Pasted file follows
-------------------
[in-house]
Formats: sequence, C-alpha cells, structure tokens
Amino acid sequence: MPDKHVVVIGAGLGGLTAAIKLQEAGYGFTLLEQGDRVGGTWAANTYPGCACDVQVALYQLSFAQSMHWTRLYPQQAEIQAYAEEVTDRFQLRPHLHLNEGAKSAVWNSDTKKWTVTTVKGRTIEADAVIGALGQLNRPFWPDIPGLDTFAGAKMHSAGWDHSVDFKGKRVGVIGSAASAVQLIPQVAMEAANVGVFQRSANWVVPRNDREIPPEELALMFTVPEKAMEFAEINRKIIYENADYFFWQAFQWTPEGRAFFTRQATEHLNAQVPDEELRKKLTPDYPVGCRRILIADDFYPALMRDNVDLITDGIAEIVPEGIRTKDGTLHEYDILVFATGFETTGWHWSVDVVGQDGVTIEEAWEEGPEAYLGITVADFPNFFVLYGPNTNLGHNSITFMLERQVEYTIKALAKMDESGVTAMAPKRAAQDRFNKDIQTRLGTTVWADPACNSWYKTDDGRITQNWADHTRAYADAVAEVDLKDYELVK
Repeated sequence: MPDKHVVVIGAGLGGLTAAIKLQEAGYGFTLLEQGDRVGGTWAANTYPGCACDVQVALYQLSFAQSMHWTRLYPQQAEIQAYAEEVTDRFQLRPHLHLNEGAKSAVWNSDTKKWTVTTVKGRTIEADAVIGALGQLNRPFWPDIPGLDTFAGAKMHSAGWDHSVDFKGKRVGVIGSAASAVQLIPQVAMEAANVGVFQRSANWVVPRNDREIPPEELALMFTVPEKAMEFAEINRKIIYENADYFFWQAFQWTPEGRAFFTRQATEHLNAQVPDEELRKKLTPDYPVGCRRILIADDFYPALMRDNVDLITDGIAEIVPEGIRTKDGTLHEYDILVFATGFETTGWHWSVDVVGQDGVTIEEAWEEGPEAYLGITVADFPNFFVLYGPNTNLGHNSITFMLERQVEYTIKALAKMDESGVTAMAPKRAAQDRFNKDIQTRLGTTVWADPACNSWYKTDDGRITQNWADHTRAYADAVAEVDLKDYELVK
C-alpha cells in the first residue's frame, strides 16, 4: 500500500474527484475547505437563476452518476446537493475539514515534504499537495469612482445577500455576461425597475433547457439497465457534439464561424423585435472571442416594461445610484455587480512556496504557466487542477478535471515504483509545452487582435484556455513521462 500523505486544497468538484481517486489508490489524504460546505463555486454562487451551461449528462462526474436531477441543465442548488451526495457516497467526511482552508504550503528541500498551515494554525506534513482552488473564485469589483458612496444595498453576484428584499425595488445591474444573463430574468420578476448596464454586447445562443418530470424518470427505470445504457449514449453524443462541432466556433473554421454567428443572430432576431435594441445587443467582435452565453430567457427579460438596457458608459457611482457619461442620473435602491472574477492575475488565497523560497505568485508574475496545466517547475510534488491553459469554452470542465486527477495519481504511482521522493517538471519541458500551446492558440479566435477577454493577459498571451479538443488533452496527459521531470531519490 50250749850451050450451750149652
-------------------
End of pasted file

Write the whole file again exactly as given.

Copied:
[in-house]
Formats: sequence, C-alpha cells, structure tokens
Amino acid sequence: MPDKHVVVIGAGLGGLTAAIKLQEAGYGFTLLEQGDRVGGTWAANTYPGCACDVQVALYQLSFAQSMHWTRLYPQQAEIQAYAEEVTDRFQLRPHLHLNEGAKSAVWNSDTKKWTVTTVKGRTIEADAVIGALGQLNRPFWPDIPGLDTFAGAKMHSAGWDHSVDFKGKRVGVIGSAASAVQLIPQVAMEAANVGVFQRSANWVVPRNDREIPPEELALMFTVPEKAMEFAEINRKIIYENADYFFWQAFQWTPEGRAFFTRQATEHLNAQVPDEELRKKLTPDYPVGCRRILIADDFYPALMRDNVDLITDGIAEIVPEGIRTKDGTLHEYDILVFATGFETTGWHWSVDVVGQDGVTIEEAWEEGPEAYLGITVADFPNFFVLYGPNTNLGHNSITFMLERQVEYTIKALAKMDESGVTAMAPKRAAQDRFNKDIQTRLGTTVWADPACNSWYKTDDGRITQNWADHTRAYADAVAEVDLKDYELVK
Repeated sequence: MPDKHVVVIGAGLGGLTAAIKLQEAGYGFTLLEQGDRVGGTWAANTYPGCACDVQVALYQLSFAQSMHWTRLYPQQAEIQAYAEEVTDRFQLRPHLHLNEGAKSAVWNSDTKKWTVTTVKGRTIEADAVIGALGQLNRPFWPDIPGLDTFAGAKMHSAGWDHSVDFKGKRVGVIGSAASAVQLIPQVAMEAANVGVFQRSANWVVPRNDREIPPEELALMFTVPEKAMEFAEINRKIIYENADYFFWQAFQWTPEGRAFFTRQATEHLNAQVPDEELRKKLTPDYPVGCRRILIADDFYPALMRDNVDLITDGIAEIVPEGIRTKDGTLHEYDILVFATGFETTGWHWSVDVVGQDGVTIEEAWEEGPEAYLGITVADFPNFFVLYGPNTNLGHNSITFMLERQVEYTIKALAKMDESGVTAMAPKRAAQDRFNKDIQTRLGTTVWADPACNSWYKTDDGRITQNWADHTRAYADAVAEVDLKDYELVK
C-alpha cells in the first residue's frame, strides 16, 4: 500500500474527484475547505437563476452518476446537493475539514515534504499537495469612482445577500455576461425597475433547457439497465457534439464561424423585435472571442416594461445610484455587480512556496504557466487542477478535471515504483509545452487582435484556455513521462 500523505486544497468538484481517486489508490489524504460546505463555486454562487451551461449528462462526474436531477441543465442548488451526495457516497467526511482552508504550503528541500498551515494554525506534513482552488473564485469589483458612496444595498453576484428584499425595488445591474444573463430574468420578476448596464454586447445562443418530470424518470427505470445504457449514449453524443462541432466556433473554421454567428443572430432576431435594441445587443467582435452565453430567457427579460438596457458608459457611482457619461442620473435602491472574477492575475488565497523560497505568485508574475496545466517547475510534488491553459469554452470542465486527477495519481504511482521522493517538471519541458500551446492558440479566435477577454493577459498571451479538443488533452496527459521531470531519490 50250749850451050450451750149652